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Mechanisms and Developmental Functions of MicroRNA Turnover: The Exoribonuclease XRN2

English title Mechanisms and Developmental Functions of MicroRNA Turnover: The Exoribonuclease XRN2
Applicant Grosshans Helge
Number 143313
Funding scheme Project funding (Div. I-III)
Research institution Friedrich Miescher Institute for Biomedical Research
Institution of higher education Institute Friedrich Miescher - FMI
Main discipline Molecular Biology
Start/End 01.02.2013 - 30.09.2016
Approved amount 690'000.00
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Keywords (10)

miRNA turnover; MicroRNA (miRNA); C. elegans; noncoding RNA; XRN2; posttranscriptional gene regulation; genetics; genomics; biochemistry ; development

Lay Summary (German)

Lead
MikroRNAs (miRNAs) sind eine neue Klasse regulatorischer RNAs. Sie binden mRNAs, um diese abzuschalten. Jede der mehreren hundert unterschiedlichen miRNAs reguliert etliche Ziel-mRNAs, so dass sie für die Genregulation bedeutsam sind und diverse zelluläre und Entwicklungsprozesse beeinflussen. MikroRNAs sind daher selbst ebenfalls stark reguliert, und umgekehrt trägt die Deregulierung von miRNAs zu Krankheiten wie Krebs bei. Die relevanten Mechanismen sind nur ansatzweise verstanden.
Lay summary

Inhalt und Ziel des Forschungsprojektes

Wir haben kürzlich im Fadenwurm Caenorhabditis elegans gezeigt, dass Ribonukleasen (RNasen) die Aktivität von miRNAs durch ihren Abbau hemmen. Insbesondere haben wir die RNase XRN2 als wichtigen Faktor in diesem Prozess identifiziert. In anderen Organismen (Mensch, Hefe) spielt XRN2 darüberhinaus ein wichtige Rolle in der Herstellung oder dem Abbau verschiedener anderen RNAs. Unser Ziel ist daher, im Detail zu verstehen, wie XRN2 funktioniert. Ein besonderer Fokus liegt auf der Identifizierung seiner möglichen Kofaktoren und/oder Regulatoren, insbesondere solcher Faktoren, die für die Degradation von miRNAs bedeutsam sind. Weiterhin zielen wir darauf, unser Verständnis für die Bedeutung des miRNA-Abbaus in der Entwicklung des Fadenwurms zu vertiefen. Zu diesem Zweck wenden wir eine Kombination von genetischen, biochemischen, genomischen und zellbiologischen Methoden an.

Wissenschaftlicher und gesellschaftlicher Kontext des Forschungsprojekts

Unsere Arbeit wird neue Einsichten in die Komplexität und Dynamik der miRNA-vermittelten Gensteuerung generieren und damit unser Verständnis der Regulationsmechanismen der Genexpression vertiefen. Dieses Wissen ist eine notwendige Grundlage für zukünftige Forschung zur gezielten Modulation der Genexpression zu therapeutischen Zwecken.

Keywords

MicroRNA (miRNA), noncoding RNA, RNA turnover, post-transcriptional gene regulation, C. elegans, XRN2, genomics, genetics, biochemistry, cell biology, development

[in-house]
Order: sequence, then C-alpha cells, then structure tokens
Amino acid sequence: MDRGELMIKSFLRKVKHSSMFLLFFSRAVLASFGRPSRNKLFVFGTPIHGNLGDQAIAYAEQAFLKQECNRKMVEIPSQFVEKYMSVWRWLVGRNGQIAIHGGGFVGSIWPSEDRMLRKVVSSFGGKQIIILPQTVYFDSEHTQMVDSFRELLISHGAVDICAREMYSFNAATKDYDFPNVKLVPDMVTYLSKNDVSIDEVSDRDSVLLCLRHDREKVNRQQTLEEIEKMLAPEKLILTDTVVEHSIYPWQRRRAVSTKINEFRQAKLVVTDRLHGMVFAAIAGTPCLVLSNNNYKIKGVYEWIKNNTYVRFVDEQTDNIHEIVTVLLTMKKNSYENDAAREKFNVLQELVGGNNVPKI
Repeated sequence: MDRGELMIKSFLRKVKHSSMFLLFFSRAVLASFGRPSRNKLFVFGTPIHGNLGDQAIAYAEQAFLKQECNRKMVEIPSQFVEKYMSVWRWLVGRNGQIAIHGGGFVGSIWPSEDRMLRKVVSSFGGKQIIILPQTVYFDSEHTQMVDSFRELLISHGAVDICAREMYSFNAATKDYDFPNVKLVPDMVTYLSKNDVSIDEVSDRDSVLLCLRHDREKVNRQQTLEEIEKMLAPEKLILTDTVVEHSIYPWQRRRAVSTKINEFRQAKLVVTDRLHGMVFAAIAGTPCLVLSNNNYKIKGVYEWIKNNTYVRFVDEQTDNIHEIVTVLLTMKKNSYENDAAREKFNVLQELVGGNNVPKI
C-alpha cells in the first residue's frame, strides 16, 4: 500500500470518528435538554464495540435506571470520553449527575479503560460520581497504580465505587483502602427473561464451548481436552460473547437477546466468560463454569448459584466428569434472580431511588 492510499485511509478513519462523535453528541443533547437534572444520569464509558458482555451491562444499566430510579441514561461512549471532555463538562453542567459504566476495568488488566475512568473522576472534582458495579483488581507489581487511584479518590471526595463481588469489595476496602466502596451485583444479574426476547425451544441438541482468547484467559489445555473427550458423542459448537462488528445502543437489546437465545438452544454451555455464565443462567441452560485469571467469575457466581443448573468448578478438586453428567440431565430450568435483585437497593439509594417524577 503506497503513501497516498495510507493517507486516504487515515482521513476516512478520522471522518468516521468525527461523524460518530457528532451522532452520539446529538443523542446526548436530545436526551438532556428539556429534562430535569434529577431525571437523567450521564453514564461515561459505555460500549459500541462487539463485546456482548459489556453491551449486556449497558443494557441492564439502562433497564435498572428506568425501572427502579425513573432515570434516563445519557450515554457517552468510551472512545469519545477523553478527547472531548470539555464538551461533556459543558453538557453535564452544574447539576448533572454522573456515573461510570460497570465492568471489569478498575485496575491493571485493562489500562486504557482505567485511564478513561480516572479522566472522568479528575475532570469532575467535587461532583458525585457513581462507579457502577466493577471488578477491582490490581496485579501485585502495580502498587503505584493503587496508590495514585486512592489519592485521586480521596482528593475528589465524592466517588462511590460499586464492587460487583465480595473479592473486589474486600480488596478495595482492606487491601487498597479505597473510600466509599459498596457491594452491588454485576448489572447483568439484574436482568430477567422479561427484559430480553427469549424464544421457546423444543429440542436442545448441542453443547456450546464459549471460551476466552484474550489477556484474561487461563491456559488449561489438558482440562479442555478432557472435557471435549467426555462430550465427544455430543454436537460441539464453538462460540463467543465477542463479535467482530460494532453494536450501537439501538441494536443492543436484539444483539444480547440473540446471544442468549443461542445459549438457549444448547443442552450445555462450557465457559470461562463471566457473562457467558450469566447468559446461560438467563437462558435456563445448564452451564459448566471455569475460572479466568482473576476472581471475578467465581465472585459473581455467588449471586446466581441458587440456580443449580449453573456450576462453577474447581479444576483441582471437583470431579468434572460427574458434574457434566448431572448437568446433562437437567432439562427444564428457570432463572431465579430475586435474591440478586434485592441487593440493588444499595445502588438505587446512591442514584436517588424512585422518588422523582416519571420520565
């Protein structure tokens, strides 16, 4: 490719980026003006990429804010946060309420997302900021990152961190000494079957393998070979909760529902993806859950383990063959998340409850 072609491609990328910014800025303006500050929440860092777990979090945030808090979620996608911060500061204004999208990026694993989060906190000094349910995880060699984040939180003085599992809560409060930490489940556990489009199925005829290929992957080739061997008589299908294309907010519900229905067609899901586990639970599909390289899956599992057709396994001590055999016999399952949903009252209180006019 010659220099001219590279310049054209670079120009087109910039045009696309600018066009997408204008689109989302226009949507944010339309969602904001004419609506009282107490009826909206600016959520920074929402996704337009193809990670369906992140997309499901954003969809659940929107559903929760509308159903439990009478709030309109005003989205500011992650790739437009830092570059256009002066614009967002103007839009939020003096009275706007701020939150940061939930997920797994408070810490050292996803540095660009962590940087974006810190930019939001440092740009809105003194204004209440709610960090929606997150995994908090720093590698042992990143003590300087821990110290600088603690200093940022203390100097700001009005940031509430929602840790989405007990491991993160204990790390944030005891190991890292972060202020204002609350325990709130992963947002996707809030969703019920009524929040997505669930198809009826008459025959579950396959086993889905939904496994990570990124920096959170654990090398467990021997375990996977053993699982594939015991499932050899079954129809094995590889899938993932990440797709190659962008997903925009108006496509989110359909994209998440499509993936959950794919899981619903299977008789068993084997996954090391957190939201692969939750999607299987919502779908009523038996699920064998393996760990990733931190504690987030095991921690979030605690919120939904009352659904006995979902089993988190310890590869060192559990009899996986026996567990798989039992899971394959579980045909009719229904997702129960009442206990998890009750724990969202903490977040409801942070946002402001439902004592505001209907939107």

Direct link to Lay Summary Last update: 19.01.2013

Responsible applicant and co-applicants

Employees

Publications

Publication
Two distinct transcription termination modes dictated by promoters
Miki Takashi S., Carl Sarah H., Großhans Helge (2017), Two distinct transcription termination modes dictated by promoters, in Genes & Development, 31(18), 1870-1879.
Structural basis and function of XRN2 binding by XTB domains.
Richter Hannes, Katic Iskra, Gut Heinz, Großhans Helge (2016), Structural basis and function of XRN2 binding by XTB domains., in Nature structural & molecular biology, 23(2), 164-71.
XRN2 Autoregulation and Control of Polycistronic Gene Expression in Caenorhabditis elegans
Miki Takashi S., Carl Sarah H., Stadler Michael B., Großhans Helge (2016), XRN2 Autoregulation and Control of Polycistronic Gene Expression in Caenorhabditis elegans, in PLOS Genetics, 12(9), e1006313-e1006313.
The ribonucleotidyl transferase USIP-1 acts with SART3 to promote U6 snRNA recycling.
Rüegger Stefan, Miki Takashi S, Hess Daniel, Großhans Helge (2015), The ribonucleotidyl transferase USIP-1 acts with SART3 to promote U6 snRNA recycling., in Nucleic Acids Research, 43, 3344-3357.
Engineering of a conditional allele reveals multiple roles of XRN2 in Caenorhabditis elegans development and substrate specificity in microRNA turnover
Miki Takashi S., Rueegger Stefan, Gaidatzis Dimos, Stadler Michael B., Grosshans Helge (2014), Engineering of a conditional allele reveals multiple roles of XRN2 in Caenorhabditis elegans development and substrate specificity in microRNA turnover, in NUCLEIC ACIDS RESEARCH, 42(6), 4056-4067.
PAXT-1 Promotes XRN2 Activity by Stabilizing It through a Conserved Domain